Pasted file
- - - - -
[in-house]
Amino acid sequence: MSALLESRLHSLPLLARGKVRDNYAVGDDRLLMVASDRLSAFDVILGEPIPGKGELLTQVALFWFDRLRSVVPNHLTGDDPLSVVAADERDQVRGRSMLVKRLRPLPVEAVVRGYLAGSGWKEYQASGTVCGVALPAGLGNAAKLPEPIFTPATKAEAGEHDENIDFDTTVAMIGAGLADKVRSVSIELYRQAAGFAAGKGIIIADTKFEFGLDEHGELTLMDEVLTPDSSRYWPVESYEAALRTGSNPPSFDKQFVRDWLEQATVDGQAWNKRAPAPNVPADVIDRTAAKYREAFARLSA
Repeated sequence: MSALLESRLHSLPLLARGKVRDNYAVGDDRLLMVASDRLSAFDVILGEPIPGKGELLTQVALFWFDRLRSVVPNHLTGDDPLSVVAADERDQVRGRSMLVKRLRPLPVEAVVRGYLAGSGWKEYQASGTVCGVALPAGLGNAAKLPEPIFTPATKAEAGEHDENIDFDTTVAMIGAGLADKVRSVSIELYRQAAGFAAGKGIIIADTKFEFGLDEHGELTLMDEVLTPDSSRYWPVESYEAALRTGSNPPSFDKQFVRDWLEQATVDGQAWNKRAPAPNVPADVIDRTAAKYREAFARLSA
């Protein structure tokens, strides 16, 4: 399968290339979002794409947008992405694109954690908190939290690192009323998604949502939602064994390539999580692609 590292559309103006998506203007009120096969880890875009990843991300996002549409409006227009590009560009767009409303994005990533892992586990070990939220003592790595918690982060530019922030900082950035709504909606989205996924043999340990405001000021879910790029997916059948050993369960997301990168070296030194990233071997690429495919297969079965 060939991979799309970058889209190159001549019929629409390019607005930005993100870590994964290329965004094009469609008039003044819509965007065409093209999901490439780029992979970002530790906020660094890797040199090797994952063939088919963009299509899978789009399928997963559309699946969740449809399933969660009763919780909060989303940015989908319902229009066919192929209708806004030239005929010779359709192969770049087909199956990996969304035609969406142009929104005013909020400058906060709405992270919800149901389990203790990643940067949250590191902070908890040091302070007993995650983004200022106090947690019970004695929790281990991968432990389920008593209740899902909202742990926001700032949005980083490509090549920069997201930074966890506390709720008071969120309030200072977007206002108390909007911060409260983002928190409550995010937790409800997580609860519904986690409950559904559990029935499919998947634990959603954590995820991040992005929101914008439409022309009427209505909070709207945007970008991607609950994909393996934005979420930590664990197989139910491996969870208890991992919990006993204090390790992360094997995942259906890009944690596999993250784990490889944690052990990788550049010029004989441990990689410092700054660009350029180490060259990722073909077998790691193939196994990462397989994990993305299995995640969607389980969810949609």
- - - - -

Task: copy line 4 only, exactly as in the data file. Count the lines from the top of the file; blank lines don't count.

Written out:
């Protein structure tokens, strides 16, 4: 399968290339979002794409947008992405694109954690908190939290690192009323998604949502939602064994390539999580692609 590292559309103006998506203007009120096969880890875009990843991300996002549409409006227009590009560009767009409303994005990533892992586990070990939220003592790595918690982060530019922030900082950035709504909606989205996924043999340990405001000021879910790029997916059948050993369960997301990168070296030194990233071997690429495919297969079965 060939991979799309970058889209190159001549019929629409390019607005930005993100870590994964290329965004094009469609008039003044819509965007065409093209999901490439780029992979970002530790906020660094890797040199090797994952063939088919963009299509899978789009399928997963559309699946969740449809399933969660009763919780909060989303940015989908319902229009066919192929209708806004030239005929010779359709192969770049087909199956990996969304035609969406142009929104005013909020400058906060709405992270919800149901389990203790990643940067949250590191902070908890040091302070007993995650983004200022106090947690019970004695929790281990991968432990389920008593209740899902909202742990926001700032949005980083490509090549920069997201930074966890506390709720008071969120309030200072977007206002108390909007911060409260983002928190409550995010937790409800997580609860519904986690409950559904559990029935499919998947634990959603954590995820991040992005929101914008439409022309009427209505909070709207945007970008991607609950994909393996934005979420930590664990197989139910491996969870208890991992919990006993204090390790992360094997995942259906890009944690596999993250784990490889944690052990990788550049010029004989441990990689410092700054660009350029180490060259990722073909077998790691193939196994990462397989994990993305299995995640969607389980969810949609």